So far, so Blade Runner, but then the book suddenly morphs into a post 9/11 allegory, and then just as suddenly channels the last half of any early John Grisham novel, where the goodies are trying to keep one step ahead of the baddies by moving from hotel to hotel. Then Sakey seems to tire of writing that, so we get three days travel dismissed in a sentence, and we're plunged into another Philip K Dick plot line, from The Man In the High Castle.

And so it goes on. Like other reviewers, very few of the plot twists surprised me, and by two thirds of the way through I just wanted it to end.
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By Sid Nuncius #1 HALL OF FAMETOP 50 REVIEWER on 14 July 2013
Format: Paperback Vine Customer Review of Free Product ( What's this? )
This is a decent action-thriller in many ways. It is well written and based on an interesting premise which the author uses reasonably well but I do have some quite strong reservations.

Brilliance is set in a parallel version of the present day in which a group of people born with exceptional abilities ("Brilliants") are making "normals" feel threatened and have also created some remarkable advances in technology, among other things. It's a good, if not terribly original, idea which Marcus Sakey uses pretty well. It develops into a long, convoluted conspiracy thriller with plenty of action as the protagonist, Nick Cooper, pursues his quest as a Government agent in hunting down Brilliant terrorists. Needless to say, there are major plot twists, plenty of Not Knowing Whom To Trust and so on. For about half the book's 500 pages I found this an easy and exciting read, but it did begin to pall. The book is far too long and although I finished it, I did so in the spirit of wanting to know what happens now I've got this far, rather than being gripped by the plot which, by the last quarter of the book had got to the point where I met each supposedly gut-wrenching twist with "yep, I was waiting for that one."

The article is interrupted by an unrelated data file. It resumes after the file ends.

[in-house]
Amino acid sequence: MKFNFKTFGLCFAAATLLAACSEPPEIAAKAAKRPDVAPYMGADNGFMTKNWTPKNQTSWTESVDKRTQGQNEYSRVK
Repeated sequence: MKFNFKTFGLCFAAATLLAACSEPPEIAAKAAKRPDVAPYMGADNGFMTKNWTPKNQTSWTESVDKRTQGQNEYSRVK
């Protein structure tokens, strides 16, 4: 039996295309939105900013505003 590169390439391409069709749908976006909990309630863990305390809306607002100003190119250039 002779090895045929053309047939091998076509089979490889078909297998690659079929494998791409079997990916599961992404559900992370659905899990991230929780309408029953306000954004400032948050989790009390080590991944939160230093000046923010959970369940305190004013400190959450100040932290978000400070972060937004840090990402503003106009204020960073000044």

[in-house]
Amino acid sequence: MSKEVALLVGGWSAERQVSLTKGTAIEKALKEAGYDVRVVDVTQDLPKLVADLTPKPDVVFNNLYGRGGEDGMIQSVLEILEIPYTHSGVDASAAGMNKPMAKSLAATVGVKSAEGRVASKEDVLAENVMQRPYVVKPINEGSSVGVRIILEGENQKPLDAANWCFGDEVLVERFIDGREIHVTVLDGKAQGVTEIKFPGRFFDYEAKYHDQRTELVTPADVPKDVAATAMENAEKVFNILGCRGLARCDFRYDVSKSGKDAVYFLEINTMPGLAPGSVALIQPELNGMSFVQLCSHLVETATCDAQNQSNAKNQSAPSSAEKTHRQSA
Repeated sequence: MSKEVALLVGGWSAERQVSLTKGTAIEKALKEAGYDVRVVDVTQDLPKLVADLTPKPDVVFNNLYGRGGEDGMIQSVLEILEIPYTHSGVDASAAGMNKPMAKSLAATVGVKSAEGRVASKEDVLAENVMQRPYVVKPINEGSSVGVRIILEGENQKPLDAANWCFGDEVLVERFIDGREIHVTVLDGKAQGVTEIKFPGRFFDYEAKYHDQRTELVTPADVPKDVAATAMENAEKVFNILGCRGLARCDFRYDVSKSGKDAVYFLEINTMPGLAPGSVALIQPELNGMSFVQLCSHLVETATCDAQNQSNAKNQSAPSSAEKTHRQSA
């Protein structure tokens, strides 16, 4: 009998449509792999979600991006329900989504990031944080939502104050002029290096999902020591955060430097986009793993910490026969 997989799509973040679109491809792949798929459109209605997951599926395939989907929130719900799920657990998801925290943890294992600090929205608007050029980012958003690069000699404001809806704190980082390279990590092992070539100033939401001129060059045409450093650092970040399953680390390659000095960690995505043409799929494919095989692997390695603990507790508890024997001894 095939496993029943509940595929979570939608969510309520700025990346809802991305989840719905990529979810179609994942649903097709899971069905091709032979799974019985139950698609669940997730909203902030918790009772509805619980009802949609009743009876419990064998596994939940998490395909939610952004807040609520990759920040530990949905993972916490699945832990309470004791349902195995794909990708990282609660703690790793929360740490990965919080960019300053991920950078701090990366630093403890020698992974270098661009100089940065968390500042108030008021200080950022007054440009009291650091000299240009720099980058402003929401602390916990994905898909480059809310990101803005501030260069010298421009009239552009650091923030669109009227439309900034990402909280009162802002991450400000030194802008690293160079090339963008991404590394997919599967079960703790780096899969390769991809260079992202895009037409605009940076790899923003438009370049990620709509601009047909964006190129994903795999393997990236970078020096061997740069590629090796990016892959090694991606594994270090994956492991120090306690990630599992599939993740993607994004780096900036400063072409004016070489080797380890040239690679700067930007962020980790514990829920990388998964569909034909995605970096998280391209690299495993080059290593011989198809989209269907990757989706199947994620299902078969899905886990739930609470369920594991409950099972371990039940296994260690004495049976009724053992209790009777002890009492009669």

Call me Mr Cynical, but I strongly suspect Marcus Sakey wrote this hoping for a big film deal. It has all the action set pieces expected of a Die Hard film, an oh-so-admirable central character who is amicably (and quite inexplicably) divorced so that he can be both a strong Family Man but also available for romantic attachments elsewhere, and the book's fundamental message is pretty much Motherhood, Apple Pie and God Bless America - all just perfect for a blockbuster actor who wants to be liked.

I perhaps shouldn't be quite so grumpy about this book. Marcus Sakey can certainly write and I enjoyed enough of it to (just) round 3.5 stars up to four. It's a decent beach read, but I doubt whether I'll be bothering with the next in the series.
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Format: Kindle Edition Verified Purchase